Landlord News

Proposed licensing scheme won’t work, claims ARLA

Em Morley - October 19, 2016

Yesterday, the Government announced plans to introduce a mandatory licensing scheme for landlords of multi-let accommodation. This is in an attempt to clamp down on rogues and introduce standards in the sector.

However, the Association of Residential Letting Agents believes this scheme is destined for failure.


The new rules, to be introduced next year, were outlined in a consultation published yesterday by the Department for Communities and Local Government. They propose to apply these licensing rules to all shared properties in England with five or more people from two or more households. In addition, the rules will apply to flats attached to business premises.

According to housing and planning minister Gavin Barwell, the rules will make sure that, ‘everyone has somewhere safe and secure to live.’[1]

He continued by saying: ‘These measures will give councils the powers they need to tackle poor-quality rental homes in their area. By driving out rogue landlords that flout the rules out of business, we are raising standards and giving tenants the protection they need.’[1]

Landlords failing to comply with the licence could face potential fines or even a criminal prosecution.

Proposed licensing scheme won't work, claims ARLA

Proposed licensing scheme won’t work, claims ARLA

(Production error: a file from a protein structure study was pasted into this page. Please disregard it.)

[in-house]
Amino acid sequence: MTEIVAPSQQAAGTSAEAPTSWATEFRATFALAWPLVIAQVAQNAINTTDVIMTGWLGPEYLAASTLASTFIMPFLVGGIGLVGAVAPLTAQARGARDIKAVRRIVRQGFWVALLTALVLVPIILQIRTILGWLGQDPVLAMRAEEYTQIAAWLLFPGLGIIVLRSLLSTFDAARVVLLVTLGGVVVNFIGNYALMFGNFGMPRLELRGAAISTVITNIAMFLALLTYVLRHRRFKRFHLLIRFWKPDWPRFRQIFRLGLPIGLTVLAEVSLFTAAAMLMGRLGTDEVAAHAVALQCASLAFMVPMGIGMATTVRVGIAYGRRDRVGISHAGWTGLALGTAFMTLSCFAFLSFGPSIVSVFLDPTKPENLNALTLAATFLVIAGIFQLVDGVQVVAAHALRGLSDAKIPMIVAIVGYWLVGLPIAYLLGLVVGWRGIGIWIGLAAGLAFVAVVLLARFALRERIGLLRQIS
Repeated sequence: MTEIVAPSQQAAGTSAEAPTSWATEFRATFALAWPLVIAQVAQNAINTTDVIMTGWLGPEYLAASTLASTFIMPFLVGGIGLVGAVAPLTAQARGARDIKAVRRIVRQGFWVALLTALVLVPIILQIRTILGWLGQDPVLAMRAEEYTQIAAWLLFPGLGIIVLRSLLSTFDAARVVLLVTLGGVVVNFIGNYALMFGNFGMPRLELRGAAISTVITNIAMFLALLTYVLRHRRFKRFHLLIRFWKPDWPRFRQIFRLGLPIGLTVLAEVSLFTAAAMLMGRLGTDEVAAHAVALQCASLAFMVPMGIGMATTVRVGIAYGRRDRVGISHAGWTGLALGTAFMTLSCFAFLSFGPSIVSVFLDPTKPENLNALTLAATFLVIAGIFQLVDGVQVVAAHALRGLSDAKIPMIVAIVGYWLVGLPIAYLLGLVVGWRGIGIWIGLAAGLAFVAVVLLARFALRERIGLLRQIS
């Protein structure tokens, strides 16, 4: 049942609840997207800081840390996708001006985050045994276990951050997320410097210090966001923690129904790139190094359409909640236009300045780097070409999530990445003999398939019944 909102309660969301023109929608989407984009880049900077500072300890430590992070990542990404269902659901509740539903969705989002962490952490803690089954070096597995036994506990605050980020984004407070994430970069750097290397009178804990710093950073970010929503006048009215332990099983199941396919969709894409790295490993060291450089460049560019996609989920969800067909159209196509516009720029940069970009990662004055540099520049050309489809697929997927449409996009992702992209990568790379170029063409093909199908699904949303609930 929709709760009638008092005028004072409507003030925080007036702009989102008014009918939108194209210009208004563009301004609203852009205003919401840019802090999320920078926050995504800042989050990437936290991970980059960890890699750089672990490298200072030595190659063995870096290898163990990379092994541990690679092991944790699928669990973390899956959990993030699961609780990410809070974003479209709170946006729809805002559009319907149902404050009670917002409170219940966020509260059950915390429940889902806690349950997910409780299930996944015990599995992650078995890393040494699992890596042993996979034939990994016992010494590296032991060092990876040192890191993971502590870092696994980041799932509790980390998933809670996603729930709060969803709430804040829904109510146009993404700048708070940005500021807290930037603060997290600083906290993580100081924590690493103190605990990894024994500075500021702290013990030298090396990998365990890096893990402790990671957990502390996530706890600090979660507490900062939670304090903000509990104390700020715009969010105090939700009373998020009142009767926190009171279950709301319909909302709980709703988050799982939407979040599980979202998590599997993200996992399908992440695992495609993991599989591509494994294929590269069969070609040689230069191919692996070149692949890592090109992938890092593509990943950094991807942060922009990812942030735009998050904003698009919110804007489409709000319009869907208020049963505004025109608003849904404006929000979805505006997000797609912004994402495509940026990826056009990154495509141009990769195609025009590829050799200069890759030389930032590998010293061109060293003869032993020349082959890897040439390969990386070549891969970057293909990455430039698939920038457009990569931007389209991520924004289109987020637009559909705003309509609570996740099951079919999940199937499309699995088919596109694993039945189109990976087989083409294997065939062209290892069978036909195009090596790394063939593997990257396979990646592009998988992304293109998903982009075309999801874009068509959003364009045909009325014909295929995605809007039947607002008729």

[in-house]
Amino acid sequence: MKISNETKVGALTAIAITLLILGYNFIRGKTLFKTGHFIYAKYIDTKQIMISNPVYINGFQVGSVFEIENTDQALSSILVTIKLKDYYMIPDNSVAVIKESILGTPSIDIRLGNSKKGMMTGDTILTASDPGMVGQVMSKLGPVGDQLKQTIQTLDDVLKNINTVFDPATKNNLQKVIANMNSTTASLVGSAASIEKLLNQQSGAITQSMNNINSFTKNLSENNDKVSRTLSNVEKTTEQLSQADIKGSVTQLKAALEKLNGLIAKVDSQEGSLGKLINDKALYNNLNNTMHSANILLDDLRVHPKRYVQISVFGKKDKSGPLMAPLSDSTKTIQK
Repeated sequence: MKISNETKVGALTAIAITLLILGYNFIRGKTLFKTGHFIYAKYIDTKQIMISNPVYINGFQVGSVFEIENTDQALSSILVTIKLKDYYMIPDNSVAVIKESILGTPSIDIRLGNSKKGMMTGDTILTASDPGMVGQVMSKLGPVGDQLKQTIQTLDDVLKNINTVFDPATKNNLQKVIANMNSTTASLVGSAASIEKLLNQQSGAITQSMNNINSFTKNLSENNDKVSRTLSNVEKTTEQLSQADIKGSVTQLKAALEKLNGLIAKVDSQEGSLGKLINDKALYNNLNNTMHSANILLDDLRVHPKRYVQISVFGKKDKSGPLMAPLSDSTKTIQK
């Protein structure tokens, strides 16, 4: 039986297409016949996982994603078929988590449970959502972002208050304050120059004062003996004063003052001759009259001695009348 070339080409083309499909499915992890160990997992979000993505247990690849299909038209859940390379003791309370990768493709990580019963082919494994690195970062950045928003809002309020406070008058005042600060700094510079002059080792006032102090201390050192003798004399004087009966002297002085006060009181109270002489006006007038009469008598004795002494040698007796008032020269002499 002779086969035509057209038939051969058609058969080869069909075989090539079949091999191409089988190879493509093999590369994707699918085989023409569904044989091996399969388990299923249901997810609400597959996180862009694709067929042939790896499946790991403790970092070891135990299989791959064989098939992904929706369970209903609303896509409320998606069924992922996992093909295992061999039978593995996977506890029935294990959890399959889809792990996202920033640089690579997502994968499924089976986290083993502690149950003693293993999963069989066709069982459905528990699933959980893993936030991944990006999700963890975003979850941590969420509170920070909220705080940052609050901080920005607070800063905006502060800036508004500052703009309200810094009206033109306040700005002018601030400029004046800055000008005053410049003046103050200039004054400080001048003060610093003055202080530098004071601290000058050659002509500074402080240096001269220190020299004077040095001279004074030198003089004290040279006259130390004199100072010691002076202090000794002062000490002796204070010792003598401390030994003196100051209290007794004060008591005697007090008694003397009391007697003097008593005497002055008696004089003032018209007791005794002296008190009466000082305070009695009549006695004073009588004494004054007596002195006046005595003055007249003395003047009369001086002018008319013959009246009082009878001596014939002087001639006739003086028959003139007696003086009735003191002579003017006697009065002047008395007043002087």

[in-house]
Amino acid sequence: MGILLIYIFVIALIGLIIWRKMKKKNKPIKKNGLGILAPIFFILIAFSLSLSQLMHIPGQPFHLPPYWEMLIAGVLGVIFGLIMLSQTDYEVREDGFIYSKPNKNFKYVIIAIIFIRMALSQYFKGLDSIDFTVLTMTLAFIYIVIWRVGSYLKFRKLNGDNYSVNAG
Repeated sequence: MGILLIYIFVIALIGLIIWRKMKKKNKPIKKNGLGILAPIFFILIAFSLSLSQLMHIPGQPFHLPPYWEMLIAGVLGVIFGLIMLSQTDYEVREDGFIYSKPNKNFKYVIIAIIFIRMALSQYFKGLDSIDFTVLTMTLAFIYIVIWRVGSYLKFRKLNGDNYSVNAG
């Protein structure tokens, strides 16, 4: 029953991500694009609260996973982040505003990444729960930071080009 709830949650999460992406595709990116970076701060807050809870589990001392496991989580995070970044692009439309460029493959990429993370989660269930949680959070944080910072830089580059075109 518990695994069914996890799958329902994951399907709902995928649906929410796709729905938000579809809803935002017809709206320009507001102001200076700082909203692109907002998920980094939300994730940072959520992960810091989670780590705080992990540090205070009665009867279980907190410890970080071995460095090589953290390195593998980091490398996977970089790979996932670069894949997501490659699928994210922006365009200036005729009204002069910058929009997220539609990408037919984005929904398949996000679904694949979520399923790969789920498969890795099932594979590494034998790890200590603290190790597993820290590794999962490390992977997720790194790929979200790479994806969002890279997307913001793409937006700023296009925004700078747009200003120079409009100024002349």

Lack of enforcement

However, David Cox, managing director of ARLA, said that, ‘landlord licensing doesn’t work.’

Continuing, Mr Cox said: ‘Councils already have a wide variety of powers to prosecute for poor property conditions and bad management practices; with penalties ranging from fines to seizure of property and even imprisonment. But Councils don’t have the resources to undertake effective enforcement action. Imposing more burdens on councils will not mean improved standards and better conditions for tenants; it will merely mean more laws that are not being enforced.’[1]

Responding to Mr Barwell’s comments that rules for minimum room sizes will also apply to shared properties, Cox said this could have, ‘unintended consequences.’

‘Some people are happy to take small rooms to keep their costs down. If these rooms are no longer available, where are people supposed to live? What’s more, if a small room in a property can no longer be let out, the costs of that room will be spread across the other tenants living in the property; pushing up their rents. A habitable room is essential but a one-size-fits-all policy doesn’t always work,’ he concluded.[1]